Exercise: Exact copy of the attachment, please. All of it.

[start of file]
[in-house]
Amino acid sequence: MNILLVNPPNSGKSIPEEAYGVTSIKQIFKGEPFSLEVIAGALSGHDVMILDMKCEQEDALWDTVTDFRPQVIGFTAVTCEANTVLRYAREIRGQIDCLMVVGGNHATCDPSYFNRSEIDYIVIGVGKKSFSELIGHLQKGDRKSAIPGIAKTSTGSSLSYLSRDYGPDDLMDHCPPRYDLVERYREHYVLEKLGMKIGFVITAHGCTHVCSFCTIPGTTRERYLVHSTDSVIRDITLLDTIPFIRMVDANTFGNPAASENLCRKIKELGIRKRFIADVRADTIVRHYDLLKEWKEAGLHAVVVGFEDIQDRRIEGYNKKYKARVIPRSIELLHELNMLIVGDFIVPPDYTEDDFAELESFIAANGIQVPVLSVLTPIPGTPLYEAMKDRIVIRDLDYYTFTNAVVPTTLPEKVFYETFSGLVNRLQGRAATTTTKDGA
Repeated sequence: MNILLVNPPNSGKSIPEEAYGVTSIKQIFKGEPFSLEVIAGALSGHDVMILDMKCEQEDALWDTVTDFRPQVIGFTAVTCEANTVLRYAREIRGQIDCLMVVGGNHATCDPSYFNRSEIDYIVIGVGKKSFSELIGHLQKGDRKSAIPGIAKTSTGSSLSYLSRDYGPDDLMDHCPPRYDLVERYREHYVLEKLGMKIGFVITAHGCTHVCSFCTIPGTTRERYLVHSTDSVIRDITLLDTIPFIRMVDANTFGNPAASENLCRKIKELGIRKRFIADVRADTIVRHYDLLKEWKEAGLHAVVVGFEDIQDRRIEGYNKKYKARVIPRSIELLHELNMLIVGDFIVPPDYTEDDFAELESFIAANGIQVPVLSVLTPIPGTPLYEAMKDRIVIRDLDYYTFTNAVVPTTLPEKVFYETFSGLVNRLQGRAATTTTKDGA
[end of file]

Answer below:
[in-house]
Amino acid sequence: MNILLVNPPNSGKSIPEEAYGVTSIKQIFKGEPFSLEVIAGALSGHDVMILDMKCEQEDALWDTVTDFRPQVIGFTAVTCEANTVLRYAREIRGQIDCLMVVGGNHATCDPSYFNRSEIDYIVIGVGKKSFSELIGHLQKGDRKSAIPGIAKTSTGSSLSYLSRDYGPDDLMDHCPPRYDLVERYREHYVLEKLGMKIGFVITAHGCTHVCSFCTIPGTTRERYLVHSTDSVIRDITLLDTIPFIRMVDANTFGNPAASENLCRKIKELGIRKRFIADVRADTIVRHYDLLKEWKEAGLHAVVVGFEDIQDRRIEGYNKKYKARVIPRSIELLHELNMLIVGDFIVPPDYTEDDFAELESFIAANGIQVPVLSVLTPIPGTPLYEAMKDRIVIRDLDYYTFTNAVVPTTLPEKVFYETFSGLVNRLQGRAATTTTKDGA
Repeated sequence: MNILLVNPPNSGKSIPEEAYGVTSIKQIFKGEPFSLEVIAGALSGHDVMILDMKCEQEDALWDTVTDFRPQVIGFTAVTCEANTVLRYAREIRGQIDCLMVVGGNHATCDPSYFNRSEIDYIVIGVGKKSFSELIGHLQKGDRKSAIPGIAKTSTGSSLSYLSRDYGPDDLMDHCPPRYDLVERYREHYVLEKLGMKIGFVITAHGCTHVCSFCTIPGTTRERYLVHSTDSVIRDITLLDTIPFIRMVDANTFGNPAASENLCRKIKELGIRKRFIADVRADTIVRHYDLLKEWKEAGLHAVVVGFEDIQDRRIEGYNKKYKARVIPRSIELLHELNMLIVGDFIVPPDYTEDDFAELESFIAANGIQVPVLSVLTPIPGTPLYEAMKDRIVIRDLDYYTFTNAVVPTTLPEKVFYETFSGLVNRLQGRAATTTTKDGA